Basic Patio Construction

Following some basics of construction will ensure a successful patio project.
Blog Cabin 2011 in Susan, Virginia.

Indoors Out host Dean Marsico trims the edge of the patio.


Blog Cabin 2011 in Susan, Virginia. Indoors Out host Dean Marsico trims the edge of the patio.

Photo by: Frank Murray

Frank Murray

By: Peter Walsh

All patios need to be built on a level surface no matter what materials you end up using. Cracks in concrete, uneven surfaces and pooling water on the patio can all be attributed to an ill prepared sub-base.

But there are differences in how your patio will be built depending on the hardscape material you choose. "It can take four to six weeks from the initial consultation to the finished patio," says Derek Archer, landscape designer for Brentwood Landscape & Design.

Typically, it takes about one week to install a basic patio, but longer for larger, more elaborate designs and to install plantings nearby. Here are some tips to basic patio construction.

Marking the Site

Using stakes and string, the patio will be outlined in the area where it will be built. The stakes are pounded into the ground at the corners of the patio then string is tied to the stakes to show the size and shape you want.

Sometimes builders use a type of eco-friendly spray paint to mark the area in the shape and size of the patio. This method is easier than the stakes and string method and works especially well on curving patios.


Once the patio site is marked, the builder will excavate the patio's footprint. For a poured concrete patio, they generally dig down about eight inches allowing for a four-inch thick base and four inches of concrete on top of it.

They will dig about six inches outside the marked lines of the patio to allow for the wood or plastic forms that will hold the concrete as it dries. For dry-laid patios made of paving stones, flagstones or bricks, the builder will use the same method but typically there are no forms to hold these materials in place. They use the edge of the dug out area as a guide.

The Sub-Base

Once the area is excavated, it's cleared of any rocks, roots and debris and smoothed out. They then tamp down the soil using a hand held tamping tool or a power driven tamping machine. They repeatedly check the level to make sure it is even. For a concrete patio, the forms are added along the edges of the patio. They are held in place with stakes to keep them upright and sturdy enough to hold the poured concrete. Next, a layer of loose gravel is poured into the excavated area.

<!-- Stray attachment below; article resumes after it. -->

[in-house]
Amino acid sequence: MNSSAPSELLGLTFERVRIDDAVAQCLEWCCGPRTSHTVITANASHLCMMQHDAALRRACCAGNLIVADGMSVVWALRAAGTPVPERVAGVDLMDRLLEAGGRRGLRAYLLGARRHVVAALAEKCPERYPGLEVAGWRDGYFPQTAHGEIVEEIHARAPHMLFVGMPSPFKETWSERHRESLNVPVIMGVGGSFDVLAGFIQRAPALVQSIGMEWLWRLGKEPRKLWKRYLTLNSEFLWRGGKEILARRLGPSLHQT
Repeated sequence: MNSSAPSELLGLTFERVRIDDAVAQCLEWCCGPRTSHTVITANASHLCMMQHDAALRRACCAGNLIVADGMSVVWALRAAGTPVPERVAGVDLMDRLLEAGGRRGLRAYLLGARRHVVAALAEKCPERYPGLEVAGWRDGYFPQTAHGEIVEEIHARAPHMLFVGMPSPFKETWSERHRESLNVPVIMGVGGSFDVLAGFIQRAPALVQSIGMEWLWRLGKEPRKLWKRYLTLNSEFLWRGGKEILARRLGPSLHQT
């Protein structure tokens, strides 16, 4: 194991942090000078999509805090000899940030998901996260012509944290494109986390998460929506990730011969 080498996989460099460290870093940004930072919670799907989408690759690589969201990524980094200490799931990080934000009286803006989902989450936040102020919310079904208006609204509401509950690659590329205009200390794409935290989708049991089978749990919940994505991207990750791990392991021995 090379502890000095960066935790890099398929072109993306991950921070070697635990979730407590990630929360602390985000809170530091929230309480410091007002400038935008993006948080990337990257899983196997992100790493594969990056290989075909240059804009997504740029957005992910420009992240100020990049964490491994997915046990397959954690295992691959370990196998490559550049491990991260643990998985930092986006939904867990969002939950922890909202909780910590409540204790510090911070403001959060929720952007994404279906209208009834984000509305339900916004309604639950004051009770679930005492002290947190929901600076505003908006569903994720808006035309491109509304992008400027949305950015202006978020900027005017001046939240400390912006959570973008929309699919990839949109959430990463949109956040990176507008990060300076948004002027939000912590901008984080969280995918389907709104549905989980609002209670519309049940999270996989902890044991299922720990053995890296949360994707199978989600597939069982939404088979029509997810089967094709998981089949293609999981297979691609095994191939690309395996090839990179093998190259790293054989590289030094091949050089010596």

It is spread out in the area and tamped down again to compact the base. A board laid across the sides of the area reaching across the patio area is used to help determine that the gravel is level. Sometimes, a layer of plastic sheeting is laid over the compacted gravel followed by a reinforcing metal mesh screen. Expansion joints made of 1/2-inch thick strips of asphalt-impregnated fiber are used every 15 feet or so set into the form.

These help prevent buckling as the concrete expands with temperature changes. Wet concrete is poured into the form over the sub-base between the expansion joints and smoothed out using metal or wood skimming tools and hand held trowels.

The builder will work in sections pushing the concrete into the forms making sure there are no air holes and helping the concrete to settle in the forms. Excess concrete is screed across the surface producing a level area. They then move on to the next section until the entire form is filled in, level and smooth.

For special textures, the surface may be brushed with a bristle broom or troweled to create a pattern. The concrete is allowed to slowly cure under a sheet of plastic for several days until ultimately, the plastic is removed and the patio is allowed dry.

Porous Pavement
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For a dry laid patio such as one made of pavers, bricks or flagstones, builders generally follow the same marking, excavation, tamping and leveling methods as they would for a concrete patio. They build up the sub-base using layers of gravel, a finer crushed gravel and clean, washed sand free of any rocks or debris. They then lay the surface material into the area making sure to follow the pattern you agreed upon in the design process.

After the materials are laid out, they use sand or a fixing material that is poured on to the surface and brushed into the joints between the stones. Using a garden hose, they water-in the loose sand or fixing material to lock-in the stones. Typically, you can walk on the surface of the patio the same day, as there is no wait time for the patio to cure or dry.

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